I thought of that verse a while ago because I found a good crop of weeds near a little tree I’d transplanted in the yard. Several of them were plants that my dad used to call “cockles,” and he hated them almost as much as he hated wild mustard. When it appeared that my sister, Joyce, and I didn’t have enough to do to occupy our time, he’d say, “Go out there and pull some mustard and cockles, and don’t drop the seeds!” and he’d send us out in the field of alfalfa with a big bag to haul them in so he could burn them.

Wed
31
Jul

Batting around baseball facts, figures

The great Hall of Famer Ted Williams wrote a book in 1968 called “Science of Batting.” Actually, it was “written” by a guy named John Underwood, but supposedly it was Ted Williams telling the story. In it he says, “Hitting a baseball … is the single most difficult thing to do in sport.”

Ted Williams had a lifetime batting average of .291, even though he had one season in which he hit .400, the last person ever to do that. He was a superstar in his era and would have been a multi-millionaire if he were playing today.

Wed
31
Jul

Catalog pales in comparison to first-hand look

Top-notch teachers who travel the path around the Falls know one technique to get youngsters to read: provide them with high-interest reading materials. For girls, it may be one type of literature, and for boys, it may be something else.

Thinking back to our younger days, at some point we came across one of the best, high-interest reading materials for boys of all ages, the Herter’s Sporting Goods catalog. Anyone who has ever seen one would agree. George Herter started his mail-order business in 1937 from atop his father’s dry goods shop in Waseca, Minn. When we first saw it, the thick catalog was printed in black and white, but the descriptions of the products were as colorful as any of today’s flashy websites.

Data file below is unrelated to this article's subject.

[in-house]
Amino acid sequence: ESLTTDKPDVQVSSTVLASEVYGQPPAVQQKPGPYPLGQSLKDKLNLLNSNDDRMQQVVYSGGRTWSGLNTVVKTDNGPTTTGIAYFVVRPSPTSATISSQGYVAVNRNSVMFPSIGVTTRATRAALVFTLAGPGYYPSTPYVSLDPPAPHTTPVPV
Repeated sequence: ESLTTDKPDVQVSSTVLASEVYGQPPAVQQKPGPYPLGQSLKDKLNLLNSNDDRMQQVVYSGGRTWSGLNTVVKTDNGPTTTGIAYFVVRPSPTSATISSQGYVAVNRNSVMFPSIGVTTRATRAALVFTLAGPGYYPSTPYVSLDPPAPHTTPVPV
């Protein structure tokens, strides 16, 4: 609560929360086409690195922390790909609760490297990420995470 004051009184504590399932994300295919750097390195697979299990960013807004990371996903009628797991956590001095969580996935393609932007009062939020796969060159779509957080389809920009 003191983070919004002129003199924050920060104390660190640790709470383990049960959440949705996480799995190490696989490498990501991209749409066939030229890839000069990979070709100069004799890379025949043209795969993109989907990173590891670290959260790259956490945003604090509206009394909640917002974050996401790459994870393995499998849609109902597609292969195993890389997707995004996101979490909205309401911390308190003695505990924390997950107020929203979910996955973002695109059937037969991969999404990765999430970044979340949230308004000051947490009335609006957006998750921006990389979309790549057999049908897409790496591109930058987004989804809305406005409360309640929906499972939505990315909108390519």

Many of the products carried the Herter’s name and bragged of being better than any competitor’s products. George Herter wrote much of the copy. No one would accuse him of being overly modest. He inspired a dedicated following.

Wed
24
Jul

'Seinfeld' has nothing on column 'about nothing'

When I tell people that I write a weekly column, they often ask “What is it about?” And I usually say, “It’s kind of like ‘Seinfeld’; it’s about nothing.”

So, it was interesting to me when a reader stopped me in church recently and said he liked my latest column. “But,” he said, “I feel compelled to tell you it was a lot like ‘Seinfeld’ — a whole lot about nothing!” I laughed because here was a guy who “got it”!

In one of the early episodes of the show, Jerry and his friend George go in to “pitch” a show to some TV executives. George explains the concept of the show saying, “Nothing happens on the show. You see, it’s just like life. You know, you eat, you go shopping, you read. You eat, you read, you go shopping.”

So the “show about nothing” was really a show that dealt with everyday life. Not much happens on most days of our lives, right? The real secret of the success of that show was not in its plots, but in its witty dialogue.

Wed
24
Jul

What Madison gives, supervisors take away

To the editor:

The recently completed state budget will actually provide some benefits to middle-class taxpayers. My guess is that the theory in Madison is that if they let us keep more of our money, we might spend it at local businesses and support job creation and retention.

The folks down in Oconto have other ideas.

Wed
24
Jul

This is what makes Oconto Falls great

To the editor:

How often I have thought how lucky we are to live in Oconto Falls, from the beautiful location to the fine schools. With dedicated city employees, from snow removal to the pleasant employees that check our utilities, we are truly blessed.

Another gem in Oconto Falls is David Polashek. His perceptive and human articles in the Times Herald are a joy to read and deserve an even larger audience.

Pages

Subscribe to RSS - Opinions